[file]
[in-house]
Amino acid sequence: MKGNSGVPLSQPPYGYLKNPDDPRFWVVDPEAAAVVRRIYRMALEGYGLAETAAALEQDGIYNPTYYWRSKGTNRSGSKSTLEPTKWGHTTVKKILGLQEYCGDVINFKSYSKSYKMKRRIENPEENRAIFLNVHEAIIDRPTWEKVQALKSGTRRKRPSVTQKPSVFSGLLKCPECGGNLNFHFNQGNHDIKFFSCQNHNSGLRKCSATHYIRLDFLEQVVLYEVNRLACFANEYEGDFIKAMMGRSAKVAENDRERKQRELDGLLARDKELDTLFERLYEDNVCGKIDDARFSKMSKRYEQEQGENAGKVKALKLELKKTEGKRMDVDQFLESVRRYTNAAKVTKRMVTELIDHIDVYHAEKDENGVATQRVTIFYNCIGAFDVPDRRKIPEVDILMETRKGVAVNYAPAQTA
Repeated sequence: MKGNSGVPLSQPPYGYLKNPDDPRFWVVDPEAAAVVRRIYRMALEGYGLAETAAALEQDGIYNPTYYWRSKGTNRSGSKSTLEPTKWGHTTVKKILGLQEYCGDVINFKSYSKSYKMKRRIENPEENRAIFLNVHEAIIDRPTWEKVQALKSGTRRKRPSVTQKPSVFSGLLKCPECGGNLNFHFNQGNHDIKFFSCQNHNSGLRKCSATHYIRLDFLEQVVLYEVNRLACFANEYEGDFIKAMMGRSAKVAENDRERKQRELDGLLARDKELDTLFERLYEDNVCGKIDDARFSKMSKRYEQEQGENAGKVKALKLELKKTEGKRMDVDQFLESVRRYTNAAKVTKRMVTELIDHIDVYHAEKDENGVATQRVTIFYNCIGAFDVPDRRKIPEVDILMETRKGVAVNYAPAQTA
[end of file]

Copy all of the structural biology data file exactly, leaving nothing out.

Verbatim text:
[in-house]
Amino acid sequence: MKGNSGVPLSQPPYGYLKNPDDPRFWVVDPEAAAVVRRIYRMALEGYGLAETAAALEQDGIYNPTYYWRSKGTNRSGSKSTLEPTKWGHTTVKKILGLQEYCGDVINFKSYSKSYKMKRRIENPEENRAIFLNVHEAIIDRPTWEKVQALKSGTRRKRPSVTQKPSVFSGLLKCPECGGNLNFHFNQGNHDIKFFSCQNHNSGLRKCSATHYIRLDFLEQVVLYEVNRLACFANEYEGDFIKAMMGRSAKVAENDRERKQRELDGLLARDKELDTLFERLYEDNVCGKIDDARFSKMSKRYEQEQGENAGKVKALKLELKKTEGKRMDVDQFLESVRRYTNAAKVTKRMVTELIDHIDVYHAEKDENGVATQRVTIFYNCIGAFDVPDRRKIPEVDILMETRKGVAVNYAPAQTA
Repeated sequence: MKGNSGVPLSQPPYGYLKNPDDPRFWVVDPEAAAVVRRIYRMALEGYGLAETAAALEQDGIYNPTYYWRSKGTNRSGSKSTLEPTKWGHTTVKKILGLQEYCGDVINFKSYSKSYKMKRRIENPEENRAIFLNVHEAIIDRPTWEKVQALKSGTRRKRPSVTQKPSVFSGLLKCPECGGNLNFHFNQGNHDIKFFSCQNHNSGLRKCSATHYIRLDFLEQVVLYEVNRLACFANEYEGDFIKAMMGRSAKVAENDRERKQRELDGLLARDKELDTLFERLYEDNVCGKIDDARFSKMSKRYEQEQGENAGKVKALKLELKKTEGKRMDVDQFLESVRRYTNAAKVTKRMVTELIDHIDVYHAEKDENGVATQRVTIFYNCIGAFDVPDRRKIPEVDILMETRKGVAVNYAPAQTA